Fact-finding: Breaking down Loeffler v Warnock Georgia Senate slugfest offensive ads

In one race, Republican-in-office Kelly Loeffler faces Democrat Raphael Warnock. David Perdue, the other Republican in office, opposes Democrat Jon Ossoff.

There are so many ads running in Georgia right now – according to Kantar Media / CMAG, between $ 10 million and $ 5 million in advertising spending between November 10 and January 5, we couldn’t estimate all of them.

But let’s take a look at some of the ads that appear most often on the slugfest between Loeffler and Warnock.

Warnock’s comments on Ferguson

An ad in Loeffler’s campaign claims that “Raphael Warnock called police bandits and gangsters.” An ad for a Republican Super PAC, American Crossroads, similarly claims that Warnock “compared” cops to thugs and thugs.

First the facts: Both ads leave an important context: Warnock specifically criticized the abusive policing practices in Ferguson, Missouri, and did not speak of police officers in general in the 2015 comments to which the ads appear to refer.

Warnock is chief pastor of the Ebenezer Baptist Church in Atlanta. In his March 2015 sermon discussing power, poverty, and race, he called on parishioners to read the Justice Department’s report on the Ferguson police, which was issued earlier this week. According to the report, the Ferguson police and the municipal court system have routinely violated the constitutional rights of black residents, in part through a system of penalties for minor violations.

Warnock said the federal report “talks about the use of police force and police violence to crush the poor.” Minutes later, he continued, “In Ferguson: the police force appears in a kind of gangster and bandit mentality.”

Warnock continued, “You know, you can wear all kinds of colors and you can be a bandit. Sometimes you can wear the colors of the state and act like a bandit. People get these violations and then they don’t show up in court because they have to go to work and try. to earn dollars from 15 cents, and that’s just a small, offensive offense, and they’re also struggling with interest and fees, all with the threat of imprisonment. ”

Warnock had previously made similar remarks about police abuse in his sermon when he spoke of a civil rights icon, CT Vivian, being attacked in Selma, Alabama in 1965 by local sheriff Jim Clark. Warnock called Clark “a ruff dressed in state uniforms, the embodiment of mass violence authorized by state power.”

Warnock and police release

The same American Crossroads ad attempts to link Warnock to the “police protection” movement.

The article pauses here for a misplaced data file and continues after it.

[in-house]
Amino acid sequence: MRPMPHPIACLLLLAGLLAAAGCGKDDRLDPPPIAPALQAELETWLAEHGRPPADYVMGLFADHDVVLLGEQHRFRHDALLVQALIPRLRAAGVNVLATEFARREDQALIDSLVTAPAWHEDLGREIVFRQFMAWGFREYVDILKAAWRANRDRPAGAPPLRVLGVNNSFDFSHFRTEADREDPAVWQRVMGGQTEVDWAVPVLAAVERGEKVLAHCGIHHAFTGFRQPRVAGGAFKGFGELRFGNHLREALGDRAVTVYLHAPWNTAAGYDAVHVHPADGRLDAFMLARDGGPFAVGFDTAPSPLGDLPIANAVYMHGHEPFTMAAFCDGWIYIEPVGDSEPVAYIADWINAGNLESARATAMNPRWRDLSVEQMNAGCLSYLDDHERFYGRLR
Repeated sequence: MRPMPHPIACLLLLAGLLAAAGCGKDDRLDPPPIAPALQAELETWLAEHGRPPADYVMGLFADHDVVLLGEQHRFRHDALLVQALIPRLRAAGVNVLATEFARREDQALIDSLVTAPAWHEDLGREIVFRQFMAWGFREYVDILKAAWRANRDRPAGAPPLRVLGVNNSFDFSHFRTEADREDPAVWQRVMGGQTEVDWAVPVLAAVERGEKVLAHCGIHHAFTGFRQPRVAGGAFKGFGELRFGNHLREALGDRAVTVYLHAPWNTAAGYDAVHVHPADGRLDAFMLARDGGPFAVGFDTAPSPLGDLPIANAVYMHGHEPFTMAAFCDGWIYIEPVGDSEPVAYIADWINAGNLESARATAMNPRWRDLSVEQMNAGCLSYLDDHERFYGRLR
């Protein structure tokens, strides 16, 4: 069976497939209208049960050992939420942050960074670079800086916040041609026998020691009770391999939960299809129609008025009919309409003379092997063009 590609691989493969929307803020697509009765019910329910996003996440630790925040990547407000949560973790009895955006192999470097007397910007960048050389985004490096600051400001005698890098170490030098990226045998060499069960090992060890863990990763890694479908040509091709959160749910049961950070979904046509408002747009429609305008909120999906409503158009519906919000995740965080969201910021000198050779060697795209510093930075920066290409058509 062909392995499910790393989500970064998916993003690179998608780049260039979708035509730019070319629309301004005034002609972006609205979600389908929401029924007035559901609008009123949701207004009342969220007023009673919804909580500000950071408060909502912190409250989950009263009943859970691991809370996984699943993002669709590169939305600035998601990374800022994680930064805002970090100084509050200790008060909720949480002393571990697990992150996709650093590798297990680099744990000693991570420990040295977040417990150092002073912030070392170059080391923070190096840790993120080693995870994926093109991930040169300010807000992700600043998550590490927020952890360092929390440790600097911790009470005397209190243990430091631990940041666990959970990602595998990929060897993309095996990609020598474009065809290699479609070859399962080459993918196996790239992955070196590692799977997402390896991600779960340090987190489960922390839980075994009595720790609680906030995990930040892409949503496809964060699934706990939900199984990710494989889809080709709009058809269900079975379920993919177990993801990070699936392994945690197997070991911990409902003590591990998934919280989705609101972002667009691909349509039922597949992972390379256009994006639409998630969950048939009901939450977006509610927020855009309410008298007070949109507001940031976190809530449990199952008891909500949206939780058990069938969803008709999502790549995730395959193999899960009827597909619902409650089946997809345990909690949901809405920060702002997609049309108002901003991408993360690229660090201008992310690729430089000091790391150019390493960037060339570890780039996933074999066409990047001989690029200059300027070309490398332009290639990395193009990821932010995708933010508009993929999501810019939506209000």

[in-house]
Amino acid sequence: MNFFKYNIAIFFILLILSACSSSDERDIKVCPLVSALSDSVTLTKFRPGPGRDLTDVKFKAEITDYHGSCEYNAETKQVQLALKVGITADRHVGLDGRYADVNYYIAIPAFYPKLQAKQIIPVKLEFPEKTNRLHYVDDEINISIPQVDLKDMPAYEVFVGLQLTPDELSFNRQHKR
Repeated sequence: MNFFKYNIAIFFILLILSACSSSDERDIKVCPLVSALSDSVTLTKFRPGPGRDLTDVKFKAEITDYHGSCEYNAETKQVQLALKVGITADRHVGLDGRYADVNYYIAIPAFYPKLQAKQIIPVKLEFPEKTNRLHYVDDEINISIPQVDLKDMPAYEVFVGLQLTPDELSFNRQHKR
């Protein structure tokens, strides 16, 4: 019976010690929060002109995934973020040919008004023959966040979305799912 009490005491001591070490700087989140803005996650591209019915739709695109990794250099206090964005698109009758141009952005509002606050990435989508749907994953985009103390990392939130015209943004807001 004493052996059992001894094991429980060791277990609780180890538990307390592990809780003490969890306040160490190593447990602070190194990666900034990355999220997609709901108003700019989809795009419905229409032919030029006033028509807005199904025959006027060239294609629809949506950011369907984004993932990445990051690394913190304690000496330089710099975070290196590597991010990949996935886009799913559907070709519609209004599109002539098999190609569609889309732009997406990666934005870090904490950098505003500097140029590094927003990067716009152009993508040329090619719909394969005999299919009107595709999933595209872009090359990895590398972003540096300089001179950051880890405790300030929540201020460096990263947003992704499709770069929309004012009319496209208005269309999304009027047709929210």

According to the narrator of the ad, “National policing police radicals are flocking to Georgia to support Warnock. Anti-police extremists support it because it’s one of them.”

The ad does not explicitly state that Warnock wants to free the police, but at least suggests that it does.

First the facts: It is true that Warnock is supported by progressive groups who have called for support for police funding, but Warnock himself has consistently opposed the idea; instead, he called for policing reforms. Furthermore, it is misleading to suggest that groups supporting Warnock are re-emerging in the state: the groups mentioned in the ad were active in Georgian politics long before that. announced his candidacy in January.
Warnock has been clear for months that he does not support police cash seizures. For example, as FactCheck.org noted in November, in a June radio interview, he said, “Well, I don’t think we should save the police. I think we should fund policing responsibly. We need to rethink policing. And rethink law enforcement.” and community relations. We definitely need to demilitarize the police so we can restore trust between the police and the community. ”
In small print, the American Crossroads ad quoted three progressive organizations — Democracy for America, MoveOn, and the Working Families Party — as evidence of a claim that supporters of police funds are “flocking to Georgia to support Warnock.” All three entities do expressed aid because police funding, along with other changes, all three actually support Warnock and Ossoff, and all three have out-of-state volunteers who support Democrats in various ways.

But the language in the ad, about national supporters of the police “flocking” to Georgia in support of Warnock, suggests that these progressive groups are outsiders who have suddenly emerged in the state from an ideological kinship to Warnock in the matter of policing. This is not true.

“America’s democracy has not ‘flocked’ to Georgia to support Rev. Raphael Warnock, we have been in the state for years,” Charles Chamberlain, the group’s chairman, said in an email. “We have 30,142 members in Georgia, and in addition to being Reverend Warnock’s early supporters, we have supported elected leaders in several states throughout our 16-year history, including the approval of Stacey Abrams on the first day of his 2018 governing campaign.”